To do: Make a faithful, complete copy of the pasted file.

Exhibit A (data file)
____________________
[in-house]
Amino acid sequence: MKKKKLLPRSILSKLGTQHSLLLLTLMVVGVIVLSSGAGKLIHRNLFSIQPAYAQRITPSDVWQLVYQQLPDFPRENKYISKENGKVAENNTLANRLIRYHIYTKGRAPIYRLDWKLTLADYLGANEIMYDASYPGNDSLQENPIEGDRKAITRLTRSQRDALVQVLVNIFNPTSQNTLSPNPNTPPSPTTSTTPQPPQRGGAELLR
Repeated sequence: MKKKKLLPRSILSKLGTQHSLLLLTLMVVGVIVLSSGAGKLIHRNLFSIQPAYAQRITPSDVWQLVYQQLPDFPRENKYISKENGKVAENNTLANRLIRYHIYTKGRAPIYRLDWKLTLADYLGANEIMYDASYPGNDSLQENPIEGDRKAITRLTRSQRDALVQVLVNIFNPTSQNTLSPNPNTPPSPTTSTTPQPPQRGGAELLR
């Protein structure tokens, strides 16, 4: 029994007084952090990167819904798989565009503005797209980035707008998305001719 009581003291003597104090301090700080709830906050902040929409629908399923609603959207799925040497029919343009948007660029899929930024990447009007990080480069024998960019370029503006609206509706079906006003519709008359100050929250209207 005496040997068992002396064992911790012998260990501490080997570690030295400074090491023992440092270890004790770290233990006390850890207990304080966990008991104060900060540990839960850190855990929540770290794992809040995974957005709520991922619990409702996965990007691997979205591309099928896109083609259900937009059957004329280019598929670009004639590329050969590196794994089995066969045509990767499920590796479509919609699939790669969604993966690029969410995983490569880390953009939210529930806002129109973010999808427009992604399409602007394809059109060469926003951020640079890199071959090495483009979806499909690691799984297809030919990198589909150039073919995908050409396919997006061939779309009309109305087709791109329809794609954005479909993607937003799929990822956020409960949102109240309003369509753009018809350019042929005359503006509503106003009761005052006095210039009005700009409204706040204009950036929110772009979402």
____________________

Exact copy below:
[in-house]
Amino acid sequence: MKKKKLLPRSILSKLGTQHSLLLLTLMVVGVIVLSSGAGKLIHRNLFSIQPAYAQRITPSDVWQLVYQQLPDFPRENKYISKENGKVAENNTLANRLIRYHIYTKGRAPIYRLDWKLTLADYLGANEIMYDASYPGNDSLQENPIEGDRKAITRLTRSQRDALVQVLVNIFNPTSQNTLSPNPNTPPSPTTSTTPQPPQRGGAELLR
Repeated sequence: MKKKKLLPRSILSKLGTQHSLLLLTLMVVGVIVLSSGAGKLIHRNLFSIQPAYAQRITPSDVWQLVYQQLPDFPRENKYISKENGKVAENNTLANRLIRYHIYTKGRAPIYRLDWKLTLADYLGANEIMYDASYPGNDSLQENPIEGDRKAITRLTRSQRDALVQVLVNIFNPTSQNTLSPNPNTPPSPTTSTTPQPPQRGGAELLR
């Protein structure tokens, strides 16, 4: 029994007084952090990167819904798989565009503005797209980035707008998305001719 009581003291003597104090301090700080709830906050902040929409629908399923609603959207799925040497029919343009948007660029899929930024990447009007990080480069024998960019370029503006609206509706079906006003519709008359100050929250209207 005496040997068992002396064992911790012998260990501490080997570690030295400074090491023992440092270890004790770290233990006390850890207990304080966990008991104060900060540990839960850190855990929540770290794992809040995974957005709520991922619990409702996965990007691997979205591309099928896109083609259900937009059957004329280019598929670009004639590329050969590196794994089995066969045509990767499920590796479509919609699939790669969604993966690029969410995983490569880390953009939210529930806002129109973010999808427009992604399409602007394809059109060469926003951020640079890199071959090495483009979806499909690691799984297809030919990198589909150039073919995908050409396919997006061939779309009309109305087709791109329809794609954005479909993607937003799929990822956020409960949102109240309003369509753009018809350019042929005359503006509503106003009761005052006095210039009005700009409204706040204009950036929110772009979402």